Fever 101: What Parents Should Know

| Patient EducationPediatric Care

What Is a Fever?

A fever occurs when the body's temperature goes above average, usually around 99 °F (37.2°C) for underarm readings and 100.4 °F (38°C) for rectal, forehead or ear readings. This elevation in temperature is a reaction to infections or illnesses, triggering the immune system to fight them off. In most cases, fevers do not cause significant concern and usually diminish as the underlying condition resolves.

man on phone holding thermometer next to kid

What Is the Correct Thermometer to Use?

The most precise way to measure body temperature is with a digital thermometer, suitable for oral, rectal or armpit use. We recommend digital thermometers instead of mercury glass ones, as the latter pose a hazard of mercury poisoning when broken. Alternatives like tympanic (ear) and temporal artery thermometers are available, but their accuracy can vary depending on age and proper use.

Here is a quick guide on where to take the temperature and the most accurate methods:

  • Rectal: Most accurate for all ages, especially infants under three months.
  • Forehead: Next most accurate, especially for infants under three months.
  • Ear: Accurate if done properly, but only recommended after six months of age due to inaccuracy.
  • Armpit: Least accurate, but useful for screening at any age. Recheck with a more precise method if an armpit temperature shows a fever.

How to Take a Temperature

For precise body temperature measurement, get a clean and functional thermometer. Wash hands before use and place the thermometer where the directions describe. To ensure accuracy, one should refrain from eating or drinking for at least 5 minutes before measurement. Rapid temperature progression could mean you need medical support. Contact a pediatrician or primary care provider if the fever worsens.

When checking rectal temperature in infants up to one year old, position their stomach on your lap or their back with legs pulled up. Apply petroleum jelly on the thermometer and anus, gently inserting it no more than 1 inch (1/2 inch for under six months). Hold the child still until the thermometer beeps after about 10 seconds. A reading over 100.4 °F (38°C) indicates a fever, but avoid this method in children with certain health conditions like cancer or weakened immunity.

For an armpit temperature screening, place the thermometer tip in a dry armpit, closing it by holding the elbow against the chest for about 10 seconds. Ensure the thermometer tip stays covered by skin. A temperature above 99.0°F (37.2°C) suggests a fever, and if uncertain, use rectal or forehead temperature methods.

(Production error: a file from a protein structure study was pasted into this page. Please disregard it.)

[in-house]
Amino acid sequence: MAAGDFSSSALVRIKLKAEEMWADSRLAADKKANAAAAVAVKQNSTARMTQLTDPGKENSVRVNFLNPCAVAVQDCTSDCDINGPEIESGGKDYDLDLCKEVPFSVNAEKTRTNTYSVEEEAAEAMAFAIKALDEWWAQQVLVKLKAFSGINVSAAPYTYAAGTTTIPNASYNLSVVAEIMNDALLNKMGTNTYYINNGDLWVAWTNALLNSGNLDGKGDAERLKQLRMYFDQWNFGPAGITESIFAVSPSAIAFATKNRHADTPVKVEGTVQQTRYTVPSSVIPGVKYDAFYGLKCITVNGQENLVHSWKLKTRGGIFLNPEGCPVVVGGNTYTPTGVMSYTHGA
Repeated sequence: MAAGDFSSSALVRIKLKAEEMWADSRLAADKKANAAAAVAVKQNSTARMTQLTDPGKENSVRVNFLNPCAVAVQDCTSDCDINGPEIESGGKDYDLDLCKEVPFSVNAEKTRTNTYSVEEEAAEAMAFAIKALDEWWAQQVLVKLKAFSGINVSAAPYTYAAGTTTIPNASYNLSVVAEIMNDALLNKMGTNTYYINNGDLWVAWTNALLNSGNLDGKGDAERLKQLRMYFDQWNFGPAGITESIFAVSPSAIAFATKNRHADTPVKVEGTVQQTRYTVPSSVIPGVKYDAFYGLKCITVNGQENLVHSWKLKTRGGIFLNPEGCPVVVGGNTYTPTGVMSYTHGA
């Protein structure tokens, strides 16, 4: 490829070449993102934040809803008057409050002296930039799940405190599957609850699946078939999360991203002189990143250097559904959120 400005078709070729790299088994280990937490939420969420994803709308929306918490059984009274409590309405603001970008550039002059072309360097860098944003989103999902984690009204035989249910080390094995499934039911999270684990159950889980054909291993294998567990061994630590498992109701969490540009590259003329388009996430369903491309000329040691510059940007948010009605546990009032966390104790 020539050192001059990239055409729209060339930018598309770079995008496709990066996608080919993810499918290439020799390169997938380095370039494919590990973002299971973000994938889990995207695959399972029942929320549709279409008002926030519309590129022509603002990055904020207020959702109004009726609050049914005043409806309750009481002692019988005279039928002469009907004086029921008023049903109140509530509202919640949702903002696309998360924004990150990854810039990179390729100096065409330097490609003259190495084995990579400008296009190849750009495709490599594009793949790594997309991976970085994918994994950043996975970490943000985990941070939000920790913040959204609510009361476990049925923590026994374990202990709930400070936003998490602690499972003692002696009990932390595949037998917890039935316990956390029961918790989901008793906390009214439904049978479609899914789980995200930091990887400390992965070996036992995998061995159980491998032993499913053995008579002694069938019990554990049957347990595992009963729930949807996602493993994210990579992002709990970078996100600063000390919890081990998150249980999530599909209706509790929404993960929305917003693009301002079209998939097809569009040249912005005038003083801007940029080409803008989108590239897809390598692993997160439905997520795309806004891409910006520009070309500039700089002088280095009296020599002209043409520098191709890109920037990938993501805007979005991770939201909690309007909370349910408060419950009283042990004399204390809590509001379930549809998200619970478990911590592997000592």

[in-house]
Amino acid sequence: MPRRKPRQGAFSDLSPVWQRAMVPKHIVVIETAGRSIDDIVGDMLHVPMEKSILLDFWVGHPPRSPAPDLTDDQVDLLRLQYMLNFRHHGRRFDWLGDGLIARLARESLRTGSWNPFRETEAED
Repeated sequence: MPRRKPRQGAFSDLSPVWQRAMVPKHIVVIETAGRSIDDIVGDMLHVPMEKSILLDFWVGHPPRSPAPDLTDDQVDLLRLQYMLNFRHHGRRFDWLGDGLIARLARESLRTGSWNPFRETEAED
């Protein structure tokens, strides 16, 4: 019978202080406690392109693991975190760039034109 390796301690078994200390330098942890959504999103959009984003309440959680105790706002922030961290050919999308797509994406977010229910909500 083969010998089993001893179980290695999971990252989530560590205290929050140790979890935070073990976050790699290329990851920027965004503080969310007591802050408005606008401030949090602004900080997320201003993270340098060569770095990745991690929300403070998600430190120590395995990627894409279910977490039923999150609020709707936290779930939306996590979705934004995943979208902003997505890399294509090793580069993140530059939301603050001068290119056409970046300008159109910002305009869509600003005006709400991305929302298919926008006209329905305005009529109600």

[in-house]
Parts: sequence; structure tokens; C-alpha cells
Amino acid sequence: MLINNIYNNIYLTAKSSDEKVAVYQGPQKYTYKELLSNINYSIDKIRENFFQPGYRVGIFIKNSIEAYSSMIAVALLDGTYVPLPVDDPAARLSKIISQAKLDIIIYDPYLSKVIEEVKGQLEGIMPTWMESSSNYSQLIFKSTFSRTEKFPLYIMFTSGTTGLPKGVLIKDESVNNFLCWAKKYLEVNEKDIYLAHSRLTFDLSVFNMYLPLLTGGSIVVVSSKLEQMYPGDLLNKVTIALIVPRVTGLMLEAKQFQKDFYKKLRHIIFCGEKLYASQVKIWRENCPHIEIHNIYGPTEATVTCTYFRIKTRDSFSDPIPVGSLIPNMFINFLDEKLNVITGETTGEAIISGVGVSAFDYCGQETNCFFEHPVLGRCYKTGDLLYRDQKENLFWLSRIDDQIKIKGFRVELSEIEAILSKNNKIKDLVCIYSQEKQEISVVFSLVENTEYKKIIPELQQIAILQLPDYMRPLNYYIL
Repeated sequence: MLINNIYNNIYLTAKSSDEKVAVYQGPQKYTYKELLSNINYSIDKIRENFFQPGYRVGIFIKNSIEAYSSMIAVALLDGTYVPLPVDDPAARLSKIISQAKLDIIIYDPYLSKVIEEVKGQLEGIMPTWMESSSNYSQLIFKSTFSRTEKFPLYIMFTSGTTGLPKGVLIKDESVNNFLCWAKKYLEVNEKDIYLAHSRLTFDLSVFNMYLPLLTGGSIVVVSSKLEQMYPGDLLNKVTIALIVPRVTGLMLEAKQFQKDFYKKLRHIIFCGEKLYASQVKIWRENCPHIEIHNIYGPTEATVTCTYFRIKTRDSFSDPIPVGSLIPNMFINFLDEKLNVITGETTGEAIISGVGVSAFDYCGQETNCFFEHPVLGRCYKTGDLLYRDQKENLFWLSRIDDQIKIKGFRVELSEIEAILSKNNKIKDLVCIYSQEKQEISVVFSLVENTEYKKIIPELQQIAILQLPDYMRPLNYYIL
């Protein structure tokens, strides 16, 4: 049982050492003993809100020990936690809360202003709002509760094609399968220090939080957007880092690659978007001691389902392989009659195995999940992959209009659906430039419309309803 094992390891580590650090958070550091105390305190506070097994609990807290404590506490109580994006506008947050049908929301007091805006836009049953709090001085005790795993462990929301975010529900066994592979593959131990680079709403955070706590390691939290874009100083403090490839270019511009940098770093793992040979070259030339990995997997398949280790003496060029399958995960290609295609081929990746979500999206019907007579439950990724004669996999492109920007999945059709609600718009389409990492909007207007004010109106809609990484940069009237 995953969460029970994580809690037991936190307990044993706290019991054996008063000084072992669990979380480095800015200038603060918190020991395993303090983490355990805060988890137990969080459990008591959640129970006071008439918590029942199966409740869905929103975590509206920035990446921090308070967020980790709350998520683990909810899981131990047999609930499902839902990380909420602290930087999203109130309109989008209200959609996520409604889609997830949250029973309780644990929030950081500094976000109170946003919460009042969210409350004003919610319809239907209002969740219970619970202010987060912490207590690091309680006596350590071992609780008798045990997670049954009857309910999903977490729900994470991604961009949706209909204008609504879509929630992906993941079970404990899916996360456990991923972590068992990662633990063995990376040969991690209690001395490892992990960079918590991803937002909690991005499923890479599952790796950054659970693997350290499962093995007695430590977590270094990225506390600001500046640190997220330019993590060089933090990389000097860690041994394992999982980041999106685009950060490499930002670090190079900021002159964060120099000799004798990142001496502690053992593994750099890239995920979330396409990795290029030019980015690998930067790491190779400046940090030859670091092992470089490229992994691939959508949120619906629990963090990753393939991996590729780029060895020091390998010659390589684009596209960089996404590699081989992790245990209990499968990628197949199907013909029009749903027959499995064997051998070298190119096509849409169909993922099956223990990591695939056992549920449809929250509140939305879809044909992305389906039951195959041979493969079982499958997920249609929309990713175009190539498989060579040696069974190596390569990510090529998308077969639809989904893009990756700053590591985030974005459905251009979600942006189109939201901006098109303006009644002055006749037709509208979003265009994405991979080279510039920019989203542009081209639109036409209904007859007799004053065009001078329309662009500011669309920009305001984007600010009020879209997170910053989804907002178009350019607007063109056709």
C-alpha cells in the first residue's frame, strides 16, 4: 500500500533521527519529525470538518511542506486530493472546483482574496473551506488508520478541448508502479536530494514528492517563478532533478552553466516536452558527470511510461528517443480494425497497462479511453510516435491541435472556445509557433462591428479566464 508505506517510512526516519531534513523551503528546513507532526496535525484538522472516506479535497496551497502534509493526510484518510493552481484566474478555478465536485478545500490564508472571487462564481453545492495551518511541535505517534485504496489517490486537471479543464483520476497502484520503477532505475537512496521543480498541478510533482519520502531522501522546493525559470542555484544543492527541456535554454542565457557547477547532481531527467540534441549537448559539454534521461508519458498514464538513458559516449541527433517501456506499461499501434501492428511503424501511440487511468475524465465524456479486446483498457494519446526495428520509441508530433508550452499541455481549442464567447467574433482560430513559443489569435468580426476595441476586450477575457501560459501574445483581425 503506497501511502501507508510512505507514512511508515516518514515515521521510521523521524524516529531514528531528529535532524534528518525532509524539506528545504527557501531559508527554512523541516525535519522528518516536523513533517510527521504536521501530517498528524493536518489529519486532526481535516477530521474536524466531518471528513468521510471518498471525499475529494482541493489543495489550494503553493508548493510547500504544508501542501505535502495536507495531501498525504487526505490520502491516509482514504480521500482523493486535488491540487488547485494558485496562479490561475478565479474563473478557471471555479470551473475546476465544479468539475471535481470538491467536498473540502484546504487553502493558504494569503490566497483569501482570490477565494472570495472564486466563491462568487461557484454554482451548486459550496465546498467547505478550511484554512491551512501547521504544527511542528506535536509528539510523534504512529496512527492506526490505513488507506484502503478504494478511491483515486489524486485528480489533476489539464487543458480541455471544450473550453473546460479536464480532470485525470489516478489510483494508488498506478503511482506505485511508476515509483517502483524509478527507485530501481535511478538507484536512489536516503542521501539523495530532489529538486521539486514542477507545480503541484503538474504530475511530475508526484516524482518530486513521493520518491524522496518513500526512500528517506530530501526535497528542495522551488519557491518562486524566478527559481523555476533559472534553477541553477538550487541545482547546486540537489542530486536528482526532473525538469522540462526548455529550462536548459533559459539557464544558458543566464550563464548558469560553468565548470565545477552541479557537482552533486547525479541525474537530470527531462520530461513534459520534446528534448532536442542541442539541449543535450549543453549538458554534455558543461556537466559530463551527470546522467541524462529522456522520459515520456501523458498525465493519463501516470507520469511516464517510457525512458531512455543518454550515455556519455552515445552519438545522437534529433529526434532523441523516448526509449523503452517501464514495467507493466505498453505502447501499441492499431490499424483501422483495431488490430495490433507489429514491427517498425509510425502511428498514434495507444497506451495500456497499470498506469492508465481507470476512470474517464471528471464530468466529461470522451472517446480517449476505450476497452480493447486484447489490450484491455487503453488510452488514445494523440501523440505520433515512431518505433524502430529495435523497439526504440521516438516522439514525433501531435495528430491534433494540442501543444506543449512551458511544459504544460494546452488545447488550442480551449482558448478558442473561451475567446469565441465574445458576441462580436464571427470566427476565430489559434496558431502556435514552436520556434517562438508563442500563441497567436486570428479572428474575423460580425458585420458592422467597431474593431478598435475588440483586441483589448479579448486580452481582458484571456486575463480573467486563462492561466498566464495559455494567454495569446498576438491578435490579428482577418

For children aged six months and older, pull the ear backward and aim the ear probe between the opposite eye and ear. This quick and comfortable method takes less than 2 seconds but ensure the temperature is taken indoors after 15 minutes to avoid inaccuracies. Earwax, infections, and ear tubes do not affect the accuracy of the reading.

When measuring forehead touch temperature, place the thermometer sensor head at the center of the forehead, sliding it toward the top of the ear while keeping contact with the skin. Read the temperature on the display screen. This method is quick, doesn't require cooperation and is discomfort-free. Ensure the thermometer is digital, as forehead strips are not accurate.

Aim the thermometer at the center of the forehead for a no-touch forehead temperature, staying less than 1 inch away without touching the forehead. Kepp the thermometer still, then press the measurement button. This contact-free method is suitable for all ages and provides a convenient and quick temperature reading.

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When a Fever Is a Cause for Concern

Fevers below 103 °F (39.4°C) are not usually a cause for concern. Home remedies like over-the-counter medicine are adequate in most instances. Yet, if the fever surpasses 102 °F (38.9°C) and persists despite home treatment, consult your provider. Seek professional care if the fever exceeds five days, rises above 104 °F (40°C), or symptoms like discoloration or diarrhea emerge.

Practical Tips for Managing a Fever

To address mild fevers below 101 °F (38.3°C), it is essential to:

  • Stay well-hydrated: Encourage plenty of fluids to prevent dehydration, especially in infants and young children.
  • Rest: Allow the body to focus on fighting the illness by getting plenty of sleep.
  • Lukewarm bath: Consider a lukewarm bath to help slightly reduce the fever. Avoid using cold baths or sponging, as they can be counterproductive and cause shivering, raising the body temperature.

Over-the-counter medications like ibuprofen can improve comfortability, but always consult a doctor before administering medication to a child.

If the fever persists or occurs with severe symptoms, immediately seek guidance from a healthcare provider.

About the Author

Jenna Ali MD

Dr. Jenna Ali is a pediatrician with Schneck Pediatrics in Seymour, Indiana.